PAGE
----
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Prison Writing

by Bryan Gibson (author of The Pocket A-Z of Criminal Justice)

(page 2 of 4)

Classical Writers
There are many great writers whose work has been sharpened or triggered by their prison experiences, or who have produced some of their greatest work whilst tangling with the criminal law. Nowadays, it is being suggested that they be “harried, hassled and hounded”, which might or might not enhance their output. Oscar Wilde (1854-1900) is an obvious example. The Ballad of Reading Goal still ranks as one of the world’s great poems, and has handed English literature and penal affairs such eternally telling phrases as “bricks of shame” (of which all prisons are built) and “souls in pain” (the parallel between pain and punishment having long since been drawn by criminologists). Wilde is perhaps the most successful writer in terms of conveying the prison experience to those who have never experienced it. He put forward ideas of isolation, degradation, loss of power, identity and hope that go hand-in-hand with incarceration. He did not know whether:

“... Laws are right
or whether Laws be wrong
All that we know who lie in goal
Is that the wall is strong”

As with Wilde, so with Home Secetary John Reid, at least as to the first two of these lines! His record on instant public pronouncements about new laws and similar matters that need later to be withdrawn, watered-down, over-ridden or quietly shelved must be a nightmare for his (possibly already alienated) civil servants.

Virtually everyone now accepts that it was a thoroughly bad law that sent Wilde to prison for homosexual offences in the first place. In this, the ballad played no small part.

Daniel Defoe (1660-1731) is another writer, journalist, pamphleteer and Monmouth rebel (though never proved) who founded a newspaper in Newgate prison, The Review, that ran for three years – albeit that his crimes were mainly of a dissenting or subversive nature (hence his parody, The Shortest Way With Dissenters) and the action taken against him was akin to censorship. He was feted in the pillory when flowers rather than rocks were hurled at him, flowers that turned into brickbats so far as the authorities were concerned, and the trigger for yet another burst of creativity, Defoe’s Hymn to the Pillory. He also chronicled The True and Genuine Account of Jonathan Wild, the first organized crime boss. John Bunyan (1628-1688), author of The Pilgrim’s Progress was a further prison writer. He was confined several times in Bedford Goal for preaching without a licence – but that, in reality, meant preaching to his own non-conformist flock in competition with the established order. He also wrote of the “devious, disreputable and reckless behaviour of the criminal classes including them that pick pockets in the presence of the Judge, or that will cut purses under the gallows”.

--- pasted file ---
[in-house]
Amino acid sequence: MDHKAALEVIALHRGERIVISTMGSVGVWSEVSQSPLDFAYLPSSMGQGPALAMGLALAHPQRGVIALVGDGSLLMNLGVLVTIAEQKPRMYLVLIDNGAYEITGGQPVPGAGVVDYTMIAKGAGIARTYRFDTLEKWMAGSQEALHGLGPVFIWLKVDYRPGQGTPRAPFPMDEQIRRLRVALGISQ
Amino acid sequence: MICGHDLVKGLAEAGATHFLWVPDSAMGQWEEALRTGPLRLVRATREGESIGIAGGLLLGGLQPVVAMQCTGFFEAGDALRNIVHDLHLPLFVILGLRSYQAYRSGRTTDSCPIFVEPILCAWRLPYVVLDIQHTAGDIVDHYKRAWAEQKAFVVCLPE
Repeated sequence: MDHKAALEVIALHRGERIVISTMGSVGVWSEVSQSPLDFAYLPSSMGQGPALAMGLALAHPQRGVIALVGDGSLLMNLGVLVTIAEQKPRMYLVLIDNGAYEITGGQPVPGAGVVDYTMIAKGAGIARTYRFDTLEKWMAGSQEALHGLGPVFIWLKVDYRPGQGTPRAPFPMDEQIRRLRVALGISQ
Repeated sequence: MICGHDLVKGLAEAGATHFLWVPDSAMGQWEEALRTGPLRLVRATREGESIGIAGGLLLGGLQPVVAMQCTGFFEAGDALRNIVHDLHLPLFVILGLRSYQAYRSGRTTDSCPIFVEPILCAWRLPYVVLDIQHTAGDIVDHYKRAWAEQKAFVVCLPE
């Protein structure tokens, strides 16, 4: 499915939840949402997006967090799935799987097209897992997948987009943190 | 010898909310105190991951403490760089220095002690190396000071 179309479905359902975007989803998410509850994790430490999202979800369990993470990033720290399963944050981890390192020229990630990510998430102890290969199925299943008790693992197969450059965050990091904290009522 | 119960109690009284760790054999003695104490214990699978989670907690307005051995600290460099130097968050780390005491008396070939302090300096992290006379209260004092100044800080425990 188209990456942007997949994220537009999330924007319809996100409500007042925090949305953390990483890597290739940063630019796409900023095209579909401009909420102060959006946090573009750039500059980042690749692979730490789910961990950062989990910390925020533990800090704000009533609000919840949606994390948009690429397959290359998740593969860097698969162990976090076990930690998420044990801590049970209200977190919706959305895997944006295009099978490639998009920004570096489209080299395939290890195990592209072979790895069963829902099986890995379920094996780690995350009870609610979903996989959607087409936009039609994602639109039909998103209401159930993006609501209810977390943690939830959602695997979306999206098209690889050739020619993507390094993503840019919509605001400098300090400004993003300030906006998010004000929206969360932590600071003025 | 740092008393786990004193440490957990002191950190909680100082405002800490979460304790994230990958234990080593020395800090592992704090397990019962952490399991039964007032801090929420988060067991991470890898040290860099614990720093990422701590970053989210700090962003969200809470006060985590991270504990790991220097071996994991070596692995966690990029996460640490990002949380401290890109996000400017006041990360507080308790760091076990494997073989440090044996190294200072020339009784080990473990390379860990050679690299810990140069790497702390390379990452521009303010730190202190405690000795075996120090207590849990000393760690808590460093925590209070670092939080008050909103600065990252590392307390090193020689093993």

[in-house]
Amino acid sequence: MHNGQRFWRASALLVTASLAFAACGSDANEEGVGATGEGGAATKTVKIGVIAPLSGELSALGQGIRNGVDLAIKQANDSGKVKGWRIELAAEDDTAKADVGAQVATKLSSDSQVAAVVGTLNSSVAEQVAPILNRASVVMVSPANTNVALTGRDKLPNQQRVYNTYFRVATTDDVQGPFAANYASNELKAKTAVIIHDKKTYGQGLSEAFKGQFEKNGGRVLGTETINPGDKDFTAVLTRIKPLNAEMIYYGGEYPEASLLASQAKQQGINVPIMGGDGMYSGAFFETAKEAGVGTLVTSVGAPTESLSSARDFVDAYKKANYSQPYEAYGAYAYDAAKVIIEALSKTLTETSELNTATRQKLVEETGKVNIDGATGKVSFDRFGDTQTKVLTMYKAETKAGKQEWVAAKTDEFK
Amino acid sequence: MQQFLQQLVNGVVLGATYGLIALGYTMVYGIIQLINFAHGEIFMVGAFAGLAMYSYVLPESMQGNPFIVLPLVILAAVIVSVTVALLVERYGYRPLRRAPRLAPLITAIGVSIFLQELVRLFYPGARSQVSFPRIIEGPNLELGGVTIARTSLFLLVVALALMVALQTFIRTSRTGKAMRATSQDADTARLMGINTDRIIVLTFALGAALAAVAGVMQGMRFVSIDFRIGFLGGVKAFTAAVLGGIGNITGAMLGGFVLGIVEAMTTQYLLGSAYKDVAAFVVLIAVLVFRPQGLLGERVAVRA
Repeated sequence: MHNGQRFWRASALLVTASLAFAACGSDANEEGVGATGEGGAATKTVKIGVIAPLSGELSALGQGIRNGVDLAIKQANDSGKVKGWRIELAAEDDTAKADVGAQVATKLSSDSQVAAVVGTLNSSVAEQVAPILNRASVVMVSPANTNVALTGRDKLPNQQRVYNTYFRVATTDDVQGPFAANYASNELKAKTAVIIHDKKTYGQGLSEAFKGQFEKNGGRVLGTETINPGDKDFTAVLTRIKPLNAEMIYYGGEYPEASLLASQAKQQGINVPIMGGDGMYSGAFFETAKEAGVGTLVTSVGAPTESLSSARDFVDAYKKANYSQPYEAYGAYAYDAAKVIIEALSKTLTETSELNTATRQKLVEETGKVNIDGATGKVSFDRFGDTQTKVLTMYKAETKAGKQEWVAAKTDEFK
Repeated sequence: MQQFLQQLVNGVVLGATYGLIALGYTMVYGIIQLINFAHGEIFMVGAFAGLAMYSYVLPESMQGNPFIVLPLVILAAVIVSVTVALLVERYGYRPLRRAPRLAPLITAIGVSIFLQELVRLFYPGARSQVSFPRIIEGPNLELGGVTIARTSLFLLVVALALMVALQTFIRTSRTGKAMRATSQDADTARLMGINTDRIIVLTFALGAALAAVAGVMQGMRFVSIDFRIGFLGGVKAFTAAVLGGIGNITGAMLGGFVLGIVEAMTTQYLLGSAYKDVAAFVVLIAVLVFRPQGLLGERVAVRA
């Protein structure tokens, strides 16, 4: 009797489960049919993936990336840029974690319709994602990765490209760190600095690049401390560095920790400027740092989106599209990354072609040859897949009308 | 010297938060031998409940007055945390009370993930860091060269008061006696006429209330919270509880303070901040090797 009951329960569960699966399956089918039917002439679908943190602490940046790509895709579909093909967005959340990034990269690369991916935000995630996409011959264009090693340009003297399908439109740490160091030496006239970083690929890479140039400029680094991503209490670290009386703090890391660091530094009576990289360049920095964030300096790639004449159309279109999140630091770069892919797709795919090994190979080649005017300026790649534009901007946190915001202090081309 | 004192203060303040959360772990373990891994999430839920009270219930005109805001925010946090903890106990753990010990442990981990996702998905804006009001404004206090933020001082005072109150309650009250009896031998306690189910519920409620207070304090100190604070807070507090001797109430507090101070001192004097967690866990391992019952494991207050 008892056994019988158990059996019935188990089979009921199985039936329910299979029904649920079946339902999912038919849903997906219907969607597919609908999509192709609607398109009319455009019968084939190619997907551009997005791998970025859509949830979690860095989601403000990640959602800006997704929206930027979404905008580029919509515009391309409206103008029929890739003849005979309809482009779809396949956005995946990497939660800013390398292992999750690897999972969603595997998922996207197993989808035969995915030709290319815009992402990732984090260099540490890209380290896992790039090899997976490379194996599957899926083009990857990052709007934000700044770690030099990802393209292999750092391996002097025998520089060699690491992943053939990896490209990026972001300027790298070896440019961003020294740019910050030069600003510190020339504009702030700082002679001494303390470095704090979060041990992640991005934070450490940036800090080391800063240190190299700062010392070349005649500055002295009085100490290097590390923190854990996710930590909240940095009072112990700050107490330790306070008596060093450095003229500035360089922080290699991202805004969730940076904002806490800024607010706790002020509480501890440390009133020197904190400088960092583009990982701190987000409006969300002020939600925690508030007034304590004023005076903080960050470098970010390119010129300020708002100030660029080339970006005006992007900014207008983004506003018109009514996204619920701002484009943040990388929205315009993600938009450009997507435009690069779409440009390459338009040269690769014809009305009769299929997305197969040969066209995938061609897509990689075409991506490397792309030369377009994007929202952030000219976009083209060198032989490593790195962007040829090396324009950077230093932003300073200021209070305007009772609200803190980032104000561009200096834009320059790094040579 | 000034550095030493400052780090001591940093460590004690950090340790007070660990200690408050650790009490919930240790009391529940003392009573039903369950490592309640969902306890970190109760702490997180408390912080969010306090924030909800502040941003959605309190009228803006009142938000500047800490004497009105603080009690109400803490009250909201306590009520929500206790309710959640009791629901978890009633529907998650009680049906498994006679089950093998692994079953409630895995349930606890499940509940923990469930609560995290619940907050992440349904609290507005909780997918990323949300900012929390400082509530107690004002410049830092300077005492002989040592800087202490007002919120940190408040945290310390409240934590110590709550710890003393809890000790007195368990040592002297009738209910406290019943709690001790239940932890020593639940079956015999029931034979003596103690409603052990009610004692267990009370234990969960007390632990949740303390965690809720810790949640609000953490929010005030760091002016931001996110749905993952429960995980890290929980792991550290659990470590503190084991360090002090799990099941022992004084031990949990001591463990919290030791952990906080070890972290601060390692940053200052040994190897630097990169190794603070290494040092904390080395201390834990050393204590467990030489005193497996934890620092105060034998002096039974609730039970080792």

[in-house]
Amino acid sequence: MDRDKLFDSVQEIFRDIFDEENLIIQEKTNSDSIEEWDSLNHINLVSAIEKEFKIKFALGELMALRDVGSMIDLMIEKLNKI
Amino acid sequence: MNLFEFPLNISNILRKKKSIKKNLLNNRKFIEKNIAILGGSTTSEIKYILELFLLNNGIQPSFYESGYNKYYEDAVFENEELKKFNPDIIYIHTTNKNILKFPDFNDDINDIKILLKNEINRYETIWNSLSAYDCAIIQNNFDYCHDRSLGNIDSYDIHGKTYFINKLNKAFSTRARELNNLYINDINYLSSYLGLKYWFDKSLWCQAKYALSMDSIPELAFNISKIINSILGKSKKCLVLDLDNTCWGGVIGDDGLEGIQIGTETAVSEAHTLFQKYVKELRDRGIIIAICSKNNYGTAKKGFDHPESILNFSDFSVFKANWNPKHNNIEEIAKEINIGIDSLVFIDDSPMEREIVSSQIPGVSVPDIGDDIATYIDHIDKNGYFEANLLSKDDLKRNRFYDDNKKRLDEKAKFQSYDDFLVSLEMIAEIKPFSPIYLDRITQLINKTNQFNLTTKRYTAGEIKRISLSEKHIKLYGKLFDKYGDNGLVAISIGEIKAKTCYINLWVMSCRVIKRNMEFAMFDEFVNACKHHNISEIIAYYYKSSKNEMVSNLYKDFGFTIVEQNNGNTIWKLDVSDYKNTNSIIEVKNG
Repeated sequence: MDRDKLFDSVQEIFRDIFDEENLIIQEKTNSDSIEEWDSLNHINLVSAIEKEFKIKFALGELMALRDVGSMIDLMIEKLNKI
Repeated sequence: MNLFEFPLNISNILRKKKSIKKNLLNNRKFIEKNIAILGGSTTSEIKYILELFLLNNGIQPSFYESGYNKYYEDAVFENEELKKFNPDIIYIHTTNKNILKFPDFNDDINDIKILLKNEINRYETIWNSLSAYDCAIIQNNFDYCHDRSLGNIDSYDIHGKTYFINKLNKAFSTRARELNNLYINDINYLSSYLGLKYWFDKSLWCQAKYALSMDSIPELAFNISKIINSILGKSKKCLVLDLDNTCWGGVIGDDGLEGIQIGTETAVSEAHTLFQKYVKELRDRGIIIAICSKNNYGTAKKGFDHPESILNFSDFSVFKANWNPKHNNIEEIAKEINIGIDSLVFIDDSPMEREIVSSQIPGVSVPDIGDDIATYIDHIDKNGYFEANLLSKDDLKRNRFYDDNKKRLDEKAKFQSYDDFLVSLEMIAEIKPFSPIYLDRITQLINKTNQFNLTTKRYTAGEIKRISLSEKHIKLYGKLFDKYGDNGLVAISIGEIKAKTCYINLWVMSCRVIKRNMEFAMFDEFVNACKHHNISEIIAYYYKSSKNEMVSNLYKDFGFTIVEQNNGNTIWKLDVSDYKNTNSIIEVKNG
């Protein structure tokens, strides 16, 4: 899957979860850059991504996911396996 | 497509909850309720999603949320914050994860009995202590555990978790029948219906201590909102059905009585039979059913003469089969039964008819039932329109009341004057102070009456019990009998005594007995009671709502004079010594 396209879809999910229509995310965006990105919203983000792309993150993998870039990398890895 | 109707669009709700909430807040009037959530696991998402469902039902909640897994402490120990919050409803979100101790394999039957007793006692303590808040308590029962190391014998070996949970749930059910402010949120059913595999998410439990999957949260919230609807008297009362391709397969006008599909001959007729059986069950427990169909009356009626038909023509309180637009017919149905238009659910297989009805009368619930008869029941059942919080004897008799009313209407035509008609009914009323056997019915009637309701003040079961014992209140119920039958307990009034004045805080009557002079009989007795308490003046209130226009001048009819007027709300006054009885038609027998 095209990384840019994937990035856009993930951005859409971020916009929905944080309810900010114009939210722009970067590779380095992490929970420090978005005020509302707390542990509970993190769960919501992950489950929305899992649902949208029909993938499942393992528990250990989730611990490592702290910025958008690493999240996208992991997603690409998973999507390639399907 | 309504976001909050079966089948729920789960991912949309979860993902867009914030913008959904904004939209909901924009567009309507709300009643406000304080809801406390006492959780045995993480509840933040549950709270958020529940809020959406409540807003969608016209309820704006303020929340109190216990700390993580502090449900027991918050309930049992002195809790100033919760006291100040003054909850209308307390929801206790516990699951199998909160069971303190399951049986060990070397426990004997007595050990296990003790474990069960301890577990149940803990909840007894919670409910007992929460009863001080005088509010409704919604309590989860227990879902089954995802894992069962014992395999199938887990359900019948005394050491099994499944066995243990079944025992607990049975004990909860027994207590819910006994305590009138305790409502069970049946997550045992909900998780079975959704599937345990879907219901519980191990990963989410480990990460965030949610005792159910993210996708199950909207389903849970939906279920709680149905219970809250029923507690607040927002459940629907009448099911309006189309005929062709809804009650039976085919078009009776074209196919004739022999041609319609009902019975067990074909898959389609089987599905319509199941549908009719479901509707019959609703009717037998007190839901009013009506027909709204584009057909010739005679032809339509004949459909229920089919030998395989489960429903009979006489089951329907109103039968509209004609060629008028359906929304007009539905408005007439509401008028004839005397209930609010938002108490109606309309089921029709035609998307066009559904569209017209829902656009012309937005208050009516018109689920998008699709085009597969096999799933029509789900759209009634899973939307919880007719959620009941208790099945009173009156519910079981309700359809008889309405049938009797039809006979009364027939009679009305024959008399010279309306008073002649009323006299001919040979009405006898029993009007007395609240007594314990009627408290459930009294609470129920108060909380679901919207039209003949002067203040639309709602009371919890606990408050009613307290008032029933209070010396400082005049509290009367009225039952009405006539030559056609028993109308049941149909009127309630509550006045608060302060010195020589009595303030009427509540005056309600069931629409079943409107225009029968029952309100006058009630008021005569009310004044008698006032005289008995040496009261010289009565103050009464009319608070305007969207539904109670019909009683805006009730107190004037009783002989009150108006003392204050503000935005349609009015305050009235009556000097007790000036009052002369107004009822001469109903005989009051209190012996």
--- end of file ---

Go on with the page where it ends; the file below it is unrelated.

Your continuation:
Precedents for writing by prisoners-cum-offenders had already been set by the subversive actor playwright Ben Johnson and his radical friend John Selden (1584-1654), the barrister politician. Various of Seldon’s works were suppressed by royal dictat despite the fact that he was also the principle author of the Petition of Right (1628). He was imprisoned for his part in the Parliament of 1629. His name lives on in the Selden Society founded in 1887, of which Queen Victoria became the first of a line of royal patrons that extends into the present day. Will Reid seek to close it down? And what would Reid do about William Shakespeare himself, who, according to certain accounts, left Stratford-on-Avon as an outlaw and remained on-the-run even after the success of his theatrical ventures in the capital, fearing arrest if he returned to Warwickshire? The story goes that he eventually bought out the estates of his accuser with what might be described as blood money.

The history of criminal justice abounds with such characters – great and small and without whose writings and expressions of anger, remorse, regret, defiance, acceptance, denial and so on, the annals of crime and punishment would be the poorer. That very phrase Crime and Punishment, reminds one that Fyodor Doestoevsky should not be left out of the balance sheet; any more for example than the prisoners/former prisoners Arthur Koestler, Nelson Mandela or even Adolf Hitler who wrote both Mein Kampf and his second book, aptly but somewhat ridiculously named, Das Zweite Book (“The Second Book”!) whilst in prison. Perhaps we have yet to hear John Reid, the Home Secretary, assert the example of Hitler in support of his case.

Continued ... 1 2 3 4

© Bryan Gibson 2007. This article appeared in Justice of the Peace in February 2007

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